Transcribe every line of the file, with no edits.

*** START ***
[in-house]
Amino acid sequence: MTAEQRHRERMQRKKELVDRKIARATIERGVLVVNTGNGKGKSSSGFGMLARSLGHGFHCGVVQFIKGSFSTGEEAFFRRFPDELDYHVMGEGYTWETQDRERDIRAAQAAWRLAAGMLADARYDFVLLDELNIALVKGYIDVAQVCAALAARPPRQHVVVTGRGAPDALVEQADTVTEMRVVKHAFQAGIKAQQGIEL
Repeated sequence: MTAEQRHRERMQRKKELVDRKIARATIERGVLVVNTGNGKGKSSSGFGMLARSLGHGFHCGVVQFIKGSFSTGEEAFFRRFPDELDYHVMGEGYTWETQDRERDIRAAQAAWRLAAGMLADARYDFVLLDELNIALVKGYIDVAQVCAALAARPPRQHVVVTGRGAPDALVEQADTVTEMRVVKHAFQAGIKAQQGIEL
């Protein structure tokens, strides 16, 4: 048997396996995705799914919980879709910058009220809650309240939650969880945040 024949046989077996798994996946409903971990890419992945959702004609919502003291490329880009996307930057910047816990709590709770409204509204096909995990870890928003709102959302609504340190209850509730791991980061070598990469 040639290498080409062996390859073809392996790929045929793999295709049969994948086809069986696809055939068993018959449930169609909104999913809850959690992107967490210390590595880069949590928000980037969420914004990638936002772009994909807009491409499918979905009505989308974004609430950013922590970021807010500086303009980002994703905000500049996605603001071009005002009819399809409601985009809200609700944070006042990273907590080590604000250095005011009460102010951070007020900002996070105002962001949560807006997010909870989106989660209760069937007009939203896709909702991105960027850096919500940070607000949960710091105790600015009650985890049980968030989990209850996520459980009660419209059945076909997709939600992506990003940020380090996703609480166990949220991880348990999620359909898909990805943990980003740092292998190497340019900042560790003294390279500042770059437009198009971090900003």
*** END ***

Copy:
[in-house]
Amino acid sequence: MTAEQRHRERMQRKKELVDRKIARATIERGVLVVNTGNGKGKSSSGFGMLARSLGHGFHCGVVQFIKGSFSTGEEAFFRRFPDELDYHVMGEGYTWETQDRERDIRAAQAAWRLAAGMLADARYDFVLLDELNIALVKGYIDVAQVCAALAARPPRQHVVVTGRGAPDALVEQADTVTEMRVVKHAFQAGIKAQQGIEL
Repeated sequence: MTAEQRHRERMQRKKELVDRKIARATIERGVLVVNTGNGKGKSSSGFGMLARSLGHGFHCGVVQFIKGSFSTGEEAFFRRFPDELDYHVMGEGYTWETQDRERDIRAAQAAWRLAAGMLADARYDFVLLDELNIALVKGYIDVAQVCAALAARPPRQHVVVTGRGAPDALVEQADTVTEMRVVKHAFQAGIKAQQGIEL
């Protein structure tokens, strides 16, 4: 048997396996995705799914919980879709910058009220809650309240939650969880945040 024949046989077996798994996946409903971990890419992945959702004609919502003291490329880009996307930057910047816990709590709770409204509204096909995990870890928003709102959302609504340190209850509730791991980061070598990469 040639290498080409062996390859073809392996790929045929793999295709049969994948086809069986696809055939068993018959449930169609909104999913809850959690992107967490210390590595880069949590928000980037969420914004990638936002772009994909807009491409499918979905009505989308974004609430950013922590970021807010500086303009980002994703905000500049996605603001071009005002009819399809409601985009809200609700944070006042990273907590080590604000250095005011009460102010951070007020900002996070105002962001949560807006997010909870989106989660209760069937007009939203896709909702991105960027850096919500940070607000949960710091105790600015009650985890049980968030989990209850996520459980009660419209059945076909997709939600992506990003940020380090996703609480166990949220991880348990999620359909898909990805943990980003740092292998190497340019900042560790003294390279500042770059437009198009971090900003």